The Best Books On Women’s Experiences In WW1

By Wendy Moore

The Books I Picked & Why

Testament of Youth

By Vera Brittain

Testament of Youth

Why this book?

It would be impossible to list books about women in the First World War without putting Vera Brittain’s Testament of Youth at the top. More than any other writer, her memoir captures the experience of the generation who lived through that war. Brittain was 20, about to study at Oxford, when war broke out. She gave up her plans to nurse the wounded in London and France. She lost her fiancé, her brother and two close friends to the war and it changed her forever. “The world was mad and we were all victims,” she wrote. Peace brought little solace as she remembered those who had died or lost their loved ones. “The War was over; a new age was beginning; but the dead were dead and would never return.” She became a pacifist, a socialist and a feminist.


When you buy a book we may earn a small commission.

Women as Army Surgeons: Being The History Of The Women's Hospital Corps 1914-1919

By Flora Murray

Women as Army Surgeons: Being The History Of The Women's Hospital Corps 1914-1919

Why this book?

Murray’s book was the inspiration, guide and companion for my own. Flora Murray and her life-long partner Louisa Garrett Anderson were both doctors and suffragettes. Murray was honorary doctor to the suffragette movement and Anderson went to prison for four weeks for smashing a window. As women doctors they were confined to treating only women and children. They seized the war as a chance not only to do their bit but to prove women doctors were equal to their male counterparts. They ran two hospitals in France before setting up Endell Street in 1915. Murray wrote her book, first published in 1920, as testament to the achievements of all the women involved. Her account is bracing – in the manner of the wartime “Blighty spirit” – but packed with fascinating detail and heroic acts.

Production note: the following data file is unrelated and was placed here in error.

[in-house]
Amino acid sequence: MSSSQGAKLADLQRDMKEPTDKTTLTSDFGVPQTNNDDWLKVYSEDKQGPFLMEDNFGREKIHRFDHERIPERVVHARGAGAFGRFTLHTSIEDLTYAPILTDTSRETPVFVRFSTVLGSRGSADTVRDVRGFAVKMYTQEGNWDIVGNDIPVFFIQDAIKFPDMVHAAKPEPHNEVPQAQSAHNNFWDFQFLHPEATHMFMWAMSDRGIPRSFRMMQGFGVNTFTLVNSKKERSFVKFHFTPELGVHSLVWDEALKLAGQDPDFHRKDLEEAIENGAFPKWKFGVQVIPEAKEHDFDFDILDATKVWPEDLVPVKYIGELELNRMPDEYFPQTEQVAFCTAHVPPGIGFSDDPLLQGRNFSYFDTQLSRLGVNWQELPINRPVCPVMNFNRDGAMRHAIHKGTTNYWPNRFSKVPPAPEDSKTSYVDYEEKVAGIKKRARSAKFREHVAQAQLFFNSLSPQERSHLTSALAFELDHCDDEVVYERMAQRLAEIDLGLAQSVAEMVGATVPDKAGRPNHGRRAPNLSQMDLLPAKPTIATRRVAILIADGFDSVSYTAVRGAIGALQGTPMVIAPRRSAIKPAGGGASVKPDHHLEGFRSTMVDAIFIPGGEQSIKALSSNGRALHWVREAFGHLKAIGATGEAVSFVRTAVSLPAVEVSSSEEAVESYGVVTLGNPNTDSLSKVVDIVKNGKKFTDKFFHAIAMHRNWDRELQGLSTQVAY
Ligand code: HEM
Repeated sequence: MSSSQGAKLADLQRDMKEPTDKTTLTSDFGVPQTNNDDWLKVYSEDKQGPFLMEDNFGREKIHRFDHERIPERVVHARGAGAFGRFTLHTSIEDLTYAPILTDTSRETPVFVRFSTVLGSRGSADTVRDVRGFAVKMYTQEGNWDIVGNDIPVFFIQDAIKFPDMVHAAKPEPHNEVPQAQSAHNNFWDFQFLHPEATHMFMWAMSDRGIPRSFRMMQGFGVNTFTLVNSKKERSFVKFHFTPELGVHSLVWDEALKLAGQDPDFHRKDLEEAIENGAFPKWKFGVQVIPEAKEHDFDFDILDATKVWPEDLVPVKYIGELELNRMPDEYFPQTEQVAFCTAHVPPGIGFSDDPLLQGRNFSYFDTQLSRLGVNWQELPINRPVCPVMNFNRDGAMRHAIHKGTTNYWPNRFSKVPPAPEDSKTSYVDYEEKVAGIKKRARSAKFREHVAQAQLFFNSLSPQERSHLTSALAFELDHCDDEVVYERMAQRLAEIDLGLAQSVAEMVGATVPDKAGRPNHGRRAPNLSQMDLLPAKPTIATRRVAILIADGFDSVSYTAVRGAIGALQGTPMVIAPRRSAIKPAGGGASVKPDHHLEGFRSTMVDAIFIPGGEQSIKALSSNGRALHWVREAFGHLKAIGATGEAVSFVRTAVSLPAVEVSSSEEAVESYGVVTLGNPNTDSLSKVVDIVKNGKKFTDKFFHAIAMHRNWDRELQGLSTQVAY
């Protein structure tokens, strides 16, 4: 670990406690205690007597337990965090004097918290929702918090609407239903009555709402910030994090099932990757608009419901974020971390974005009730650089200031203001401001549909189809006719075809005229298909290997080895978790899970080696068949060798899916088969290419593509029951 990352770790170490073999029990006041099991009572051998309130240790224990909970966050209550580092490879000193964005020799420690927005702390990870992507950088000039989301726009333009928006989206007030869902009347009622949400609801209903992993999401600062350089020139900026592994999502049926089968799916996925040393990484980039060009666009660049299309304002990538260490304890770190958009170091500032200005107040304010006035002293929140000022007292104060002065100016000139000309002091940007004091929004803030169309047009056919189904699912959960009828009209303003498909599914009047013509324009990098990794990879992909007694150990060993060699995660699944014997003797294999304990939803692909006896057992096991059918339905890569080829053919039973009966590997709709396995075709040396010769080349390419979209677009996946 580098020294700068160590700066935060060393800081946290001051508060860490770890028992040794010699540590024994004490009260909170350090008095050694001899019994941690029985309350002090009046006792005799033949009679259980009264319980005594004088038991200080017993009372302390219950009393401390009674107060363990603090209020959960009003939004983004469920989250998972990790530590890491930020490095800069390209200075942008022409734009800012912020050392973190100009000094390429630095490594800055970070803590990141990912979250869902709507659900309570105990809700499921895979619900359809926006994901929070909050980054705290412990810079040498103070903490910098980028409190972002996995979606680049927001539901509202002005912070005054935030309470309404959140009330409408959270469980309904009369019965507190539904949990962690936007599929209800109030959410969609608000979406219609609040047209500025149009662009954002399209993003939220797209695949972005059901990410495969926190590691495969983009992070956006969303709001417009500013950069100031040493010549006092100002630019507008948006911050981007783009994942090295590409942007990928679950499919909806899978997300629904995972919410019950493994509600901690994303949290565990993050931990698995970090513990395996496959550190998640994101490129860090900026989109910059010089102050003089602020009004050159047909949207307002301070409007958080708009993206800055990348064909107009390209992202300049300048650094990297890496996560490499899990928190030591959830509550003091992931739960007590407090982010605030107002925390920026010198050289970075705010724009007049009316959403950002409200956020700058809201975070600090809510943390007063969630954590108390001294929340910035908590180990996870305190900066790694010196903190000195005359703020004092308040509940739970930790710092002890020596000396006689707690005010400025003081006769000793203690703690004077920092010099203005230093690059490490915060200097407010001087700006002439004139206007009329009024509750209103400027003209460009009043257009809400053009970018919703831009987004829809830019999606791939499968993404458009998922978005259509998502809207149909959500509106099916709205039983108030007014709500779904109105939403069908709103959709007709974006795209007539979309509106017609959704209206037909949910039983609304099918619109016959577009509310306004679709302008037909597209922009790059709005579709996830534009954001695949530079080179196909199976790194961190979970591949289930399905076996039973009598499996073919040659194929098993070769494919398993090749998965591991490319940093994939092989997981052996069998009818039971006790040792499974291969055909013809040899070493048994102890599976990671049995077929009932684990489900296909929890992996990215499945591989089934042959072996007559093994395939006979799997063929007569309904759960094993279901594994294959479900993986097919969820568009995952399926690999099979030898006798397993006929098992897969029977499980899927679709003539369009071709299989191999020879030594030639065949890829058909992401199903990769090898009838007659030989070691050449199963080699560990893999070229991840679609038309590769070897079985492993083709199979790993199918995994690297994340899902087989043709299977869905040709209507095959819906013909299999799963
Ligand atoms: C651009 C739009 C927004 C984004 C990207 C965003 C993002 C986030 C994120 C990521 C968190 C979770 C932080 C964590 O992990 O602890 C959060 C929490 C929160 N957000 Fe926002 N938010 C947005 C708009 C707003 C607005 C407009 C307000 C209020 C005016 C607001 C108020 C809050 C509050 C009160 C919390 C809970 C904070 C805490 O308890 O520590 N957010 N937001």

When you buy a book we may earn a small commission.

Elsie and Mairi Go to War

By Diane Atkinson

Elsie and Mairi Go to War

Why this book?

Atkinson’s book tells the story of Elsie Knocker and Mairi Chisholm who were friends and motorcycle enthusiasts. When war broke out they joined a voluntary medical unit heading for France and set up a first aid post near the frontline. They were fearless, sometimes reckless, and always cheerful as they saved the wounded. I loved the way Atkinson’s book captured their youthful exuberance and gung-ho courage.


When you buy a book we may earn a small commission.

Female Tommies: The Frontline Women of the First World War

By Elisabeth Shipton

Female Tommies: The Frontline Women of the First World War

Why this book?

Shipton’s book is a brilliantly researched account of the thousands of incredible women who refused to sit at home knitting socks when war began. Using diaries, letters and memoirs, she tells the story of the women who put on uniforms of various hues to drive ambulances, carry stretchers, nurse the wounded and even to bear arms close to the frontlines of World War One. They included the wonderful Flora Sandes who went to Serbia to nurse casualties and ended up joining the Serbian Army. It’s a testimony to women’s bravery, daring and refusal to take no for an answer.


When you buy a book we may earn a small commission.

Between the Lines: Diaries and Letters from Elsie Inglis's Russian Unit

By Audrey Fawcett Cahill

Between the Lines: Diaries and Letters from Elsie Inglis's Russian Unit

Why this book?

History is just “one damned thing after another” is a common phrase. For me this is the book which has led me to my next project. Cahill traces the story of the women who went to Russia in 1916 with the voluntary outfit the Scottish Women’s Hospitals. Set up by a Scottish surgeon, Elsie Inglis, the SWH became the biggest women’s medical organisation serving abroad in the war. The SWH women ran hospitals in France, Serbia and Russia. Here Cahill tells the story of their astonishing adventures in Russia – driving ambulances close to the firing line, retreating with the Serbian and Russian armies, surviving the cold, food shortages and the Russian Revolution – through the women’s own words. It’s staggering stuff – and great material for my next book about one of those incredible women pioneers.


When you buy a book we may earn a small commission.

Closely Related Book Lists

Distantly Related Book Lists

Random Book Lists